The powerful 48-hour strike by London Underground and Transport for London workers two weeks ago has forced management back to the negotiating table.
Talks between the RMT union and management are set to take place at the Acas conciliation service this week. London Underground workers are adamant that the company must concede to their demands or face further strikes.
The reality of management’s aims were laid bare last week when it announced that it will make £60 million worth of cuts on lines previously maintained by the private Metronet consortium.
As a result of the group’s failure, which could cost up to £410 million, London Underground wants to slash £26.1 million from track and signals, £18.9 million from fleet and trains and £18.5 million from stations over the next three years.
This will have a huge impact on passenger safety.
RMT members are fighting against thousands of jobs cuts, a five-year pay deal that will mean a cut in wages in real terms, and management bullying.
They are demanding that bosses withdraw their threat to tear up a 2001 agreement with the RMT and Aslef unions which guaranteed no compulsory redundancies.
An RMT member at the Stonebridge Park depot told Socialist Worker, “The company wants to make millions of pounds worth of cuts, and its main outlay is on workers.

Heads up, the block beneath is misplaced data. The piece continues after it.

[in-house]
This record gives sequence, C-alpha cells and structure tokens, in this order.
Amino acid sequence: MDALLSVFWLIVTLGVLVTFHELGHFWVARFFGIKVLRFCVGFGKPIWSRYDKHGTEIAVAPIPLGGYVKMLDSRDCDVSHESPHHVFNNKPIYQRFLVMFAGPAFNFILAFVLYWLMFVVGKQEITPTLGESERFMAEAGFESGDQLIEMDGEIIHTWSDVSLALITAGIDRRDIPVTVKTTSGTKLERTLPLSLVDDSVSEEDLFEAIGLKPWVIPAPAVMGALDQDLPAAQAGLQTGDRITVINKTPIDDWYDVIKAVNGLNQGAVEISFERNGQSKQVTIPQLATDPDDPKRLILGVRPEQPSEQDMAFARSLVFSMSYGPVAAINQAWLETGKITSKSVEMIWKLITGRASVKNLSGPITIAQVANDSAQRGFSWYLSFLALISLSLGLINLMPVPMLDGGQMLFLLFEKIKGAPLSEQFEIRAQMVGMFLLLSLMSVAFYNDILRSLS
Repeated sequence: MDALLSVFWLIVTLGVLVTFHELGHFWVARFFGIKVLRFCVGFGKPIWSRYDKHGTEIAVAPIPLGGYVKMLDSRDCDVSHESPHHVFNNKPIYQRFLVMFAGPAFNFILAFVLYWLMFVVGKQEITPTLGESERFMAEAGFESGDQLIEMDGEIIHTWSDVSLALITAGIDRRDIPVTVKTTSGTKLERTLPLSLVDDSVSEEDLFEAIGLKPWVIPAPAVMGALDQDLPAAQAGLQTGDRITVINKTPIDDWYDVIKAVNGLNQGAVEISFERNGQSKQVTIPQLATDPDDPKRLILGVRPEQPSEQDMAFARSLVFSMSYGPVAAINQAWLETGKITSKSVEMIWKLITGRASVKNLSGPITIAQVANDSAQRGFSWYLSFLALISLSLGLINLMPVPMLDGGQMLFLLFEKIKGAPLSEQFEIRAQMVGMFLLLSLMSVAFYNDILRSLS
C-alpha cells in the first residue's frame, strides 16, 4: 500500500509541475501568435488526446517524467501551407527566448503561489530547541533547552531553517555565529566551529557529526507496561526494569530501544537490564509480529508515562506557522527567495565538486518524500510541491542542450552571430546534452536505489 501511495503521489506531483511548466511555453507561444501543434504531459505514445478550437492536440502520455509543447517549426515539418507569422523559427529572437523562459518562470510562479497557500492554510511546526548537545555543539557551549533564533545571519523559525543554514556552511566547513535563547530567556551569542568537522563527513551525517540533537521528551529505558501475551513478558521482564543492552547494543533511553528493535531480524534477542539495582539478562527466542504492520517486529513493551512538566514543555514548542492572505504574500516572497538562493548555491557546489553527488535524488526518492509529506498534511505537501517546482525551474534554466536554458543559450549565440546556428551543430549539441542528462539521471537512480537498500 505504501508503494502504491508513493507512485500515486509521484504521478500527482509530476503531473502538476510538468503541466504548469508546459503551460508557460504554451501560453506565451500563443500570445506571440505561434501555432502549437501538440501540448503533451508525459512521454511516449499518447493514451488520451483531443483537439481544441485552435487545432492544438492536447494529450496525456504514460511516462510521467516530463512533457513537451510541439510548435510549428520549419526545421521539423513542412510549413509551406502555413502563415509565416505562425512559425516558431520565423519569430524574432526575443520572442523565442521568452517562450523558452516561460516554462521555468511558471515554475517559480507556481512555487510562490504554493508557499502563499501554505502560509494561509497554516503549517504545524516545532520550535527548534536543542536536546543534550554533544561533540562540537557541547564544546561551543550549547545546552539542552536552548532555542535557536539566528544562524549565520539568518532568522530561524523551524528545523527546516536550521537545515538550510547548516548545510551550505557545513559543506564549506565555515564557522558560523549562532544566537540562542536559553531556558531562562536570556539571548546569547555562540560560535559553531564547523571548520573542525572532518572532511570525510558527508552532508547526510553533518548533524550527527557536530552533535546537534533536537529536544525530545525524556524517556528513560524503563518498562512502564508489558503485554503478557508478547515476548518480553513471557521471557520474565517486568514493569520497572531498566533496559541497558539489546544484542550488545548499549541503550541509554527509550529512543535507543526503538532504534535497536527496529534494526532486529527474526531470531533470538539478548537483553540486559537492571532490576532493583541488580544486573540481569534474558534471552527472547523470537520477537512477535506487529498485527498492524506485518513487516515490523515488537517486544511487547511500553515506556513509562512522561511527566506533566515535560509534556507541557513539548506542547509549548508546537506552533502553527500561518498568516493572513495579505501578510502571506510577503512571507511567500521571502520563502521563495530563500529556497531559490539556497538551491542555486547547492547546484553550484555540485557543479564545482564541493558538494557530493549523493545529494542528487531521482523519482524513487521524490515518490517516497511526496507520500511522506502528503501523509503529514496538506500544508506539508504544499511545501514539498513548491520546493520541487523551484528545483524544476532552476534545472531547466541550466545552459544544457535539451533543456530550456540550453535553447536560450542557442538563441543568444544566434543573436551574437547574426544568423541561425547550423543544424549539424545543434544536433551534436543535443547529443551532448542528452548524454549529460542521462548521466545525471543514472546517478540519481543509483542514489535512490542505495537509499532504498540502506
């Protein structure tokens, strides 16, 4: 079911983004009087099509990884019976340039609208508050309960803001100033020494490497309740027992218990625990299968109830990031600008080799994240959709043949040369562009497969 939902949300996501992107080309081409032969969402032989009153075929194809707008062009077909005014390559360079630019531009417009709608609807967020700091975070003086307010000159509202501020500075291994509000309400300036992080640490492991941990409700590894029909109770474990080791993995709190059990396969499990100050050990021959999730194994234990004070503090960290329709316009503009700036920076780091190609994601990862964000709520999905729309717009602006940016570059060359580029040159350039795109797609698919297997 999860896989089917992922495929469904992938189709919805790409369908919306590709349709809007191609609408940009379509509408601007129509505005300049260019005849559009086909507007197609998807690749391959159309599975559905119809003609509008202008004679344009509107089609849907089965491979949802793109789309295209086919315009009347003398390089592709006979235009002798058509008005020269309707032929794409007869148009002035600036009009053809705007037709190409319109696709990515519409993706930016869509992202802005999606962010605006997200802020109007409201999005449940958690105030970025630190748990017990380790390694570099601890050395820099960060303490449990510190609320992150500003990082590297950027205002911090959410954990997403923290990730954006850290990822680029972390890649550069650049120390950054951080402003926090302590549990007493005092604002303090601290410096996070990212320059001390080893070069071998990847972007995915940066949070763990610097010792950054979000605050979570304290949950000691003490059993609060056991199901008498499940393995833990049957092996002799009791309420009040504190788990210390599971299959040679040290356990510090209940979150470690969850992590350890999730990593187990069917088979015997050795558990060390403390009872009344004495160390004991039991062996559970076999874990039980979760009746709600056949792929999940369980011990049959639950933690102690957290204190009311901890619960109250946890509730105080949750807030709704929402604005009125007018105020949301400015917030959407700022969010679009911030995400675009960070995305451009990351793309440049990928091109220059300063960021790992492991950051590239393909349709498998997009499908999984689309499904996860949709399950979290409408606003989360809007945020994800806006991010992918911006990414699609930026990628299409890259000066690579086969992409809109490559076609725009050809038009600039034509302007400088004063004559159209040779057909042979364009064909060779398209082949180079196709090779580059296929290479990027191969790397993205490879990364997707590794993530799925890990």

“We cannot allow these plans to go through. The company says that the people who will lose their jobs are ‘backroom’ staff, but the union believes they are all valued workers.
“We need to keep the guarantee on compulsory redundancies, and we need a fair pay rise.
“Support for the fight is not wavering among members. Their view is that they are prepared to go out on strike again.
“Management are already taking away vacant job posts, meaning that we have fewer people to do the job than in the past.
“If these cuts go through then the travelling public will suffer, as there will be an impact on safety.
“There are reports that some members of the Aslef train drivers’ union are unhappy at the role of their leaders, who instructed them to work as usual during our strike.
“This was against basic trade union solidarity. What would happen if the construction workers at Lindsey and other sites did this? We need unity to win our fight.
“Our union is in a strong position and we can’t afford to waver. If the talks do not reach a resolution then we will need a further bout of strikes.”